cat << EOF >> ~/.mersdk.profile
PS1="MerSDK \$PS1"
if [ -d /etc/bash_completion.d ]; then
   for i in \$(ls /etc/bash_completion.d/*);
	. \$i

To enter the rootfs with the helper script run

/srv/mer/sdks/sdk/mer-sdk-chroot enter

You should find that you are operating under your normal username and that your home directory is available as /home/<username> and any other mountpoints are mounted under /parentroot/*

You have sudo rights automatically. If sudo fails within the sdk, make sure that the filesystem the sdk is on is not mounted with the "nosuid" parameter. "mount" on the host system gives you this information, add "suid" as parameter in fstab, if necessary.

Useful Alias

If you tend to use a single instance of the sdk then this alias is useful

 echo alias sdk=/srv/mer/sdks/sdk/mer-sdk-chroot >> ~/.bashrc ; exec bash

Basic tasks

Building an image

ATTENTION: If you are making image for i586 target, use --arch=i686 !

Mer images are build using mic image creator. Mic takes a kickstart file that defines the image to be created as input. To create a Mer image with the platform SDK simply call mic as you would do on any other system. For example

As a test this should make a new local SDK rootfs image:

Check: for the name of the latest KickStart file and use it in the first command below:

  • Work around the recent shutdown of MeeGo repositories.
echo | sudo tee -a /etc/hosts
for chroot version:
curl -k -o mer-latest-sdk-rolling-chroot.ks
sudo mic create fs mer-latest-sdk-rolling-chroot.ks -o . --pkgmgr=zypp --arch i486 --pack-to=mer-latest-sdk-rolling-chroot.tar.bz2
for VM version:
curl -k -o mer-next-sdk-rolling-vm.ks
sudo mic create raw mer-next-sdk-rolling-vm.ks -o . --pkgmgr=zypp --arch i486

Please check bugzilla if you encounter problems:

extlinux issue

Running osc

(This section needs to be improved)

Since your home directory has been linked into the SDK then osc commands should work as normal.

osc -A API_URL ls

Where API_URL can be:      Mer Community OBS   Mer's continous integration OBS (not for regular use)

or the API url for your own, or your company's OBS.

Compiling with the SDK

Mer and the SDK uses Scratchbox2 as a cross compile tool; it can be installed into a minimal SDK by installing a cross-build environment suitable for your project.

You should install one or more of the following SB2 patterns to get a suitable environment:

sudo zypper in -t pattern Mer-SB2-armv6l
sudo zypper in -t pattern Mer-SB2-armv7l
sudo zypper in -t pattern Mer-SB2-armv7hl
sudo zypper in -t pattern Mer-SB2-armv7tnhl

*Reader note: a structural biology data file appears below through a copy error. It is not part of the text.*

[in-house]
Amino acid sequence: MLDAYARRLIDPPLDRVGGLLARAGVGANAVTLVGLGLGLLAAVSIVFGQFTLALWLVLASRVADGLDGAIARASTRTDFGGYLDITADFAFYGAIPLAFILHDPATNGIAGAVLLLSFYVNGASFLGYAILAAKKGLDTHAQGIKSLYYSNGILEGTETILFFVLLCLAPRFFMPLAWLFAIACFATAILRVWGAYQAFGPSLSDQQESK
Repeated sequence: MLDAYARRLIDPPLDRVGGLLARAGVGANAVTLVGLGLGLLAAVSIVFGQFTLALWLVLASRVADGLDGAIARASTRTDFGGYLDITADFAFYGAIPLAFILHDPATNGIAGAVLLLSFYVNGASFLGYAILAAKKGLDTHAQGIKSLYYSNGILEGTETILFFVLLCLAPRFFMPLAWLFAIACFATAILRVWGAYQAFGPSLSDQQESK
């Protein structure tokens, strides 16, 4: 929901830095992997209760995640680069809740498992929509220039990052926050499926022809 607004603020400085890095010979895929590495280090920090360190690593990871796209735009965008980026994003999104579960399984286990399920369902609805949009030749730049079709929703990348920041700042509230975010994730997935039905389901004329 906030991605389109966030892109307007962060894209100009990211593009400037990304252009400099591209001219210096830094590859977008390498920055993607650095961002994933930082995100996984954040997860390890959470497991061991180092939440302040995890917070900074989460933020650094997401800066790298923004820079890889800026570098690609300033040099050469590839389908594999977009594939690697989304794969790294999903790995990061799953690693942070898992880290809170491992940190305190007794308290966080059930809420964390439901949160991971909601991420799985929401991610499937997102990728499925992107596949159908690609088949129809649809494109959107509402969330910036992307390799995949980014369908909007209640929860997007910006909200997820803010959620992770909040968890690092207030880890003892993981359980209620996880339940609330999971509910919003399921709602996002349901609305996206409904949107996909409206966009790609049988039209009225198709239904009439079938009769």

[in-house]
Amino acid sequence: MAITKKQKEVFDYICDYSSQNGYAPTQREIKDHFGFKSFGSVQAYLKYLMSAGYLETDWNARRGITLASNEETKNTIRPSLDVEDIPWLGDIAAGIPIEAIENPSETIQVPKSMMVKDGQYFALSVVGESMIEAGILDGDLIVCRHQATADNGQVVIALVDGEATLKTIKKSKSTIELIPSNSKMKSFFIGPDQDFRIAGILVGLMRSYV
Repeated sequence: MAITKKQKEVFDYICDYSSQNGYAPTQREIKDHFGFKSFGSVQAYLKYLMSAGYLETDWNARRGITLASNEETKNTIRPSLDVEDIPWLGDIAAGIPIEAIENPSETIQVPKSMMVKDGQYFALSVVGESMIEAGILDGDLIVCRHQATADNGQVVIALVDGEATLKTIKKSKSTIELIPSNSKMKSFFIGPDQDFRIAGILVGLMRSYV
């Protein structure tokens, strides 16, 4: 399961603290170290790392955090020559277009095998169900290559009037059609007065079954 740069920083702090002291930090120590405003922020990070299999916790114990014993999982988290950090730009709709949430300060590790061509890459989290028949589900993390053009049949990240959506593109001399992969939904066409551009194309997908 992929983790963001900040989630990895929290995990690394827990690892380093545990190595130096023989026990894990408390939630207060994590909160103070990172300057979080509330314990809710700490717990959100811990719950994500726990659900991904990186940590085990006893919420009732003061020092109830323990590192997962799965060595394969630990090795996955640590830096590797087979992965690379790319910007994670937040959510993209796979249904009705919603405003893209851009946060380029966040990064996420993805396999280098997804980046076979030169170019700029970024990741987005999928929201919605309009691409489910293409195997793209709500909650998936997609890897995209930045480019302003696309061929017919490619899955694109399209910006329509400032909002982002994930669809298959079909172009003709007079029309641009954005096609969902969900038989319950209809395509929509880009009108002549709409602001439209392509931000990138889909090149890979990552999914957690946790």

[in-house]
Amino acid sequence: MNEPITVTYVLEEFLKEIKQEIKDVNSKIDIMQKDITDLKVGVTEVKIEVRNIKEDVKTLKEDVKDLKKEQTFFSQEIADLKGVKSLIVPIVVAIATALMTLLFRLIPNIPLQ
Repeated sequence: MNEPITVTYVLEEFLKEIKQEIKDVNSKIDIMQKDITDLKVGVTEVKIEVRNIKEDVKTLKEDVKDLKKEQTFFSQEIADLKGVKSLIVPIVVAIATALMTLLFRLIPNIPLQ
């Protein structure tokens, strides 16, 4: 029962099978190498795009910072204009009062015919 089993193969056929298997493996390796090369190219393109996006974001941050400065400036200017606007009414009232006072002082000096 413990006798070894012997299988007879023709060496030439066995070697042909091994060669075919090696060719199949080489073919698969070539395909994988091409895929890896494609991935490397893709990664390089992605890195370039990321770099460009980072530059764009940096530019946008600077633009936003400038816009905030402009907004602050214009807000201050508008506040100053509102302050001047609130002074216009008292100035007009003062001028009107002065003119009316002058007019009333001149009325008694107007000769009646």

sudo zypper in -t pattern Mer-SB2-mipsel

NOTE: in case of facing "not enough disk space left" or similar the problem is most probably that the kernel on your host is too old. To run Mer SDK you should be running kernel 2.6.37 or newer on your host.

These patterns provide:

  • sb2 configurations
  • qemu
  • gcc and binutils for your architecture

Once the SDK is setup, see the documentation on using the Platform SDK and SB2


The SDK includes tools needed to create rpm packages for Mer.


Hosting repositories

To make installing created packages easier you can host your own rpm repository with the SDK and install packages to your target device from there.


SDK contents

The platform SDK's rootfs has some useful packages preinstalled that are listed below. If you're missing something you can use zypper to install the needed extra packages or if not available in the repositories compile them yourself.

  • osc and build
  • mic
  • spectacle
  • vim

Adding New Tools

New tools can be installed using

sudo zypper in <package>


sudo zypper in -t pattern <pattern>

The following patterns are available:

Mer-SB2-armv6l, Mer-SB2-armv7l, Mer-SB2-armv7hl, Mer-SB2-mipsel 
Cross-build tools for various architectures
A range of low-level debug tools
testrunner, eat and qttas
all your slithery needs
to add sparkle

Zypper search is useful to find available packages.

Upgrading the SDK

Don't just do zypper up!

The SDK image is (as of 5 June 2012) pinned to specific static repositories and upgrades are carried out using "sdk-upgrade" which allows the repos to be updated to latest, next or set to point to any Mer Core/SDK release pairing.

Recent SDK versions no longer have "sdk-upgrade" and you will need to run "sdk-version"(with different arguments) in order to upgrade different components of the SDK.

Upgrading Older SDKs

(ie one without sdk-version or sdk-upgrade tool)

You may be prompted to remove the unstable Tools:Testing repo - and you really should as that's now going to be used by the Tools team for sharing experimental packages. Then follow the steps indicated.

Old SDKs which don't have sdk-version should execute these steps before moving on to the appropriate upgrade process:

sudo zypper ref
sudo zypper in sdk-chroot

Now run the following command

sudo sdk-upgrade

If it fails skip this part; if it succeeds then run:

sudo zypper ref
sudo zypper in sdk-chroot

This release needs to install the correct script and then exit/re-enter the SDK:

# unmount, re-mount and re-enter the SDK to clean up
/srv/mer/sdks/sdk/mer-sdk-chroot umount
/srv/mer/sdks/sdk/mer-sdk-chroot mount
/srv/mer/sdks/sdk/mer-sdk-chroot enter

Now move on to the normal upgrade

Workaround for "Couldn't resolve host ''"


Then run

sudo sdk-version --latest --go

Normal Upgrade

Simply run:

sudo sdk-version --latest --go

Documentation for sdk-version

   usage:  [--latest | --next] [--core <release>] [--sdk <release>] [-h|--help]
    By default reports the current versions from the repos